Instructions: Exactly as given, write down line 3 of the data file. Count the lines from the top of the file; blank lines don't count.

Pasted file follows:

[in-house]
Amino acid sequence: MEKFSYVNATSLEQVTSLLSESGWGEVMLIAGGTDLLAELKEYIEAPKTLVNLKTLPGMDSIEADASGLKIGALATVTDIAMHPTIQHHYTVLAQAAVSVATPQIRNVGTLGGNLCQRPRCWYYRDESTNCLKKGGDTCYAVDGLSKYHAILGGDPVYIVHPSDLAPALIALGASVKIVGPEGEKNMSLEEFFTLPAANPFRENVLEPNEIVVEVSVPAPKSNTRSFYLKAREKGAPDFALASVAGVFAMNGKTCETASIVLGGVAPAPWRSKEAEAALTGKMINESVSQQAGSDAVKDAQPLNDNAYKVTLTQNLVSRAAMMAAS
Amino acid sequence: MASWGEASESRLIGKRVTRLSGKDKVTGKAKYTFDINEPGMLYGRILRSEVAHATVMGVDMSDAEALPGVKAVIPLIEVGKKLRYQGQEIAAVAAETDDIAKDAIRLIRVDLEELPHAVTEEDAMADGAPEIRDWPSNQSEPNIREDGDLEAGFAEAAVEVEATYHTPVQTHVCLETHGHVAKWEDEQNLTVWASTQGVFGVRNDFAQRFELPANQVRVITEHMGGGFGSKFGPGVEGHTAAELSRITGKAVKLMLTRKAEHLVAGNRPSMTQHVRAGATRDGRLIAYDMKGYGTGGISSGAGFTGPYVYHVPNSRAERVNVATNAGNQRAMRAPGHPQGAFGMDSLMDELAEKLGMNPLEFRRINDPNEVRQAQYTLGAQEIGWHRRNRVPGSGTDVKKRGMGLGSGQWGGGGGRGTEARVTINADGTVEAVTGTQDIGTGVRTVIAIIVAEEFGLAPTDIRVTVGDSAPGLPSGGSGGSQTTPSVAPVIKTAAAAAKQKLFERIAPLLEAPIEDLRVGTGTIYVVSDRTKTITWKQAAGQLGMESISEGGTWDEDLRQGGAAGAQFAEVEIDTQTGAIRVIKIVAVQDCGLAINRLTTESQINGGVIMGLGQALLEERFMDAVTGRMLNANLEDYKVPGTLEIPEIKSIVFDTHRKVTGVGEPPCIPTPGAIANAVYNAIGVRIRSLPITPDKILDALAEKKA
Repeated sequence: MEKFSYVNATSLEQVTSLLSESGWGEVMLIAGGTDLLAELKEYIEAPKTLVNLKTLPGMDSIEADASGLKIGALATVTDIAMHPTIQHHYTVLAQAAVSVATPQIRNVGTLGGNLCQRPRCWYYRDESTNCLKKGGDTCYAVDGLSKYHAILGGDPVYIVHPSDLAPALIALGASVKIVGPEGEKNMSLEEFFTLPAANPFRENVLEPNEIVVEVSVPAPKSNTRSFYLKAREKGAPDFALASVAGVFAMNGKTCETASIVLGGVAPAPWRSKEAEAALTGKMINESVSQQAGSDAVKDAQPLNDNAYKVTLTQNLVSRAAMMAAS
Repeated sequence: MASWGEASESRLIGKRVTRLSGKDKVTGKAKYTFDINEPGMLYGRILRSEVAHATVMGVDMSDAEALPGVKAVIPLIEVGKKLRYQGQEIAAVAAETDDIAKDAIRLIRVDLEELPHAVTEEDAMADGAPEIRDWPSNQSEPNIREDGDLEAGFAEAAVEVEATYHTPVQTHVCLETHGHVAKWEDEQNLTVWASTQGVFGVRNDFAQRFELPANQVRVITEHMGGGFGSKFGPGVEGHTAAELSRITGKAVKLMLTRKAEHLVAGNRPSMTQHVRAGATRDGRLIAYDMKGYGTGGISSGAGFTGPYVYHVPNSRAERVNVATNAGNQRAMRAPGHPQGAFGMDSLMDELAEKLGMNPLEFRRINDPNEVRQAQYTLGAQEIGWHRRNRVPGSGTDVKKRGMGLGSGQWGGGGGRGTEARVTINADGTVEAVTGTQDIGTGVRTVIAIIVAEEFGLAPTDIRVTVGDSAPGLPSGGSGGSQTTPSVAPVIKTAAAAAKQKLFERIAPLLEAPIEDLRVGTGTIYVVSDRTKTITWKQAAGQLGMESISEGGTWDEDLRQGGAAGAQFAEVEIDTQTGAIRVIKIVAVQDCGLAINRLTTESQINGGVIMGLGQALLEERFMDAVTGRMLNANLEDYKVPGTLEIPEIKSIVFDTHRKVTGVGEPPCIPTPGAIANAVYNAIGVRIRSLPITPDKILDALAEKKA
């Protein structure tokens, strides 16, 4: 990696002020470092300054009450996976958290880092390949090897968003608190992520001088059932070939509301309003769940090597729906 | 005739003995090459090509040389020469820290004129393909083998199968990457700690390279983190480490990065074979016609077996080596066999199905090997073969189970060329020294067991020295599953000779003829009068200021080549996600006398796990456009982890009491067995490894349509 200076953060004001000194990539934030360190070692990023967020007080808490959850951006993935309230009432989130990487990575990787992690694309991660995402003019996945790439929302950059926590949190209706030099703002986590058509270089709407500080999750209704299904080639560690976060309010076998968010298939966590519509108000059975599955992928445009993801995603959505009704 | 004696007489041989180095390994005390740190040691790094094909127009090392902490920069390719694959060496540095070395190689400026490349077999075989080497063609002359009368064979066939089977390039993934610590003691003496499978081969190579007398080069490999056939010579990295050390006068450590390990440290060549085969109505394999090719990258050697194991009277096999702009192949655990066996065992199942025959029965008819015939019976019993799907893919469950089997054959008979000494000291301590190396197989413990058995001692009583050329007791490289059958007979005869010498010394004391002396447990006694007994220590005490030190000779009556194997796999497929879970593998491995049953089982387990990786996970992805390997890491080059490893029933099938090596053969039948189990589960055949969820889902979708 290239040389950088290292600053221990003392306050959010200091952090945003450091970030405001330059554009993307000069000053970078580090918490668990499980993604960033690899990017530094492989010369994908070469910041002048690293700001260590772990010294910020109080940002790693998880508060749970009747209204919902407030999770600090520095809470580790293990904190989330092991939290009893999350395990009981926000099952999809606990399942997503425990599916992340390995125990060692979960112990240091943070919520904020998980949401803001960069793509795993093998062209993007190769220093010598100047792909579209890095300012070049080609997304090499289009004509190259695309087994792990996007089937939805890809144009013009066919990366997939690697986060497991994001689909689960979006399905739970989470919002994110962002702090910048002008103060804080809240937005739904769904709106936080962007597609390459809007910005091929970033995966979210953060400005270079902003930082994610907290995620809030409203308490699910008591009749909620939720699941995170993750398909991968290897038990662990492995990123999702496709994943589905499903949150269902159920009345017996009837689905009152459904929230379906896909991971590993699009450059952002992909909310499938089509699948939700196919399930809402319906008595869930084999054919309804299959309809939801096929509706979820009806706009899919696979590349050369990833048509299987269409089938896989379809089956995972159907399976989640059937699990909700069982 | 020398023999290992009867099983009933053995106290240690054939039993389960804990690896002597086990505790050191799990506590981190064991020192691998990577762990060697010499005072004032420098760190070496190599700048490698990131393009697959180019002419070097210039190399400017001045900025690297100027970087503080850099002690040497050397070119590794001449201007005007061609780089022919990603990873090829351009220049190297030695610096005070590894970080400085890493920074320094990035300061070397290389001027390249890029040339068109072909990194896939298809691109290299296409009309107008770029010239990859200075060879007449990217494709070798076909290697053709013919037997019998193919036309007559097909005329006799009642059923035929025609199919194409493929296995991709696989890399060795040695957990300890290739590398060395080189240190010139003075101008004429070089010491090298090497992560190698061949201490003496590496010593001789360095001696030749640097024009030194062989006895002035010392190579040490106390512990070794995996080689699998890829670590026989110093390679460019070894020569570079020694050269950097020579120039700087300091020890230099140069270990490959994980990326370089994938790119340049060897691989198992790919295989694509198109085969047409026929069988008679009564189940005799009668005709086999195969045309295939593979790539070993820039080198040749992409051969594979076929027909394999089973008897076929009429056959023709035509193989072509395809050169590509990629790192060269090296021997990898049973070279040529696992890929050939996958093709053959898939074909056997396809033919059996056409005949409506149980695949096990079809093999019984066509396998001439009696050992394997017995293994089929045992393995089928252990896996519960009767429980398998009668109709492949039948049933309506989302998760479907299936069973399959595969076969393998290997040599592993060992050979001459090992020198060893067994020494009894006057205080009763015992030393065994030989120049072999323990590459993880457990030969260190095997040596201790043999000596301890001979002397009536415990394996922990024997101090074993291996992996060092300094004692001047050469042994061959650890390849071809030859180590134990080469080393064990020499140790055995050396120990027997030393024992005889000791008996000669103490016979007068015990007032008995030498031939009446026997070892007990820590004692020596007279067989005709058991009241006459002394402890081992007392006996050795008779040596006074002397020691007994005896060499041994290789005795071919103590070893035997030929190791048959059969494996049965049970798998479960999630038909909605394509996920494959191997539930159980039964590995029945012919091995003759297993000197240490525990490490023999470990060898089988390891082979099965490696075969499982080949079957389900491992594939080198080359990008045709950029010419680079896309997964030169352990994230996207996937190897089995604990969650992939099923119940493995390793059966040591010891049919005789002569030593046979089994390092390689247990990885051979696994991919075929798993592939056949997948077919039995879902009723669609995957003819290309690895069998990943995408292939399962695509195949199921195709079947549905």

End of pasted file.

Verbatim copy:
Amino acid sequence: MASWGEASESRLIGKRVTRLSGKDKVTGKAKYTFDINEPGMLYGRILRSEVAHATVMGVDMSDAEALPGVKAVIPLIEVGKKLRYQGQEIAAVAAETDDIAKDAIRLIRVDLEELPHAVTEEDAMADGAPEIRDWPSNQSEPNIREDGDLEAGFAEAAVEVEATYHTPVQTHVCLETHGHVAKWEDEQNLTVWASTQGVFGVRNDFAQRFELPANQVRVITEHMGGGFGSKFGPGVEGHTAAELSRITGKAVKLMLTRKAEHLVAGNRPSMTQHVRAGATRDGRLIAYDMKGYGTGGISSGAGFTGPYVYHVPNSRAERVNVATNAGNQRAMRAPGHPQGAFGMDSLMDELAEKLGMNPLEFRRINDPNEVRQAQYTLGAQEIGWHRRNRVPGSGTDVKKRGMGLGSGQWGGGGGRGTEARVTINADGTVEAVTGTQDIGTGVRTVIAIIVAEEFGLAPTDIRVTVGDSAPGLPSGGSGGSQTTPSVAPVIKTAAAAAKQKLFERIAPLLEAPIEDLRVGTGTIYVVSDRTKTITWKQAAGQLGMESISEGGTWDEDLRQGGAAGAQFAEVEIDTQTGAIRVIKIVAVQDCGLAINRLTTESQINGGVIMGLGQALLEERFMDAVTGRMLNANLEDYKVPGTLEIPEIKSIVFDTHRKVTGVGEPPCIPTPGAIANAVYNAIGVRIRSLPITPDKILDALAEKKA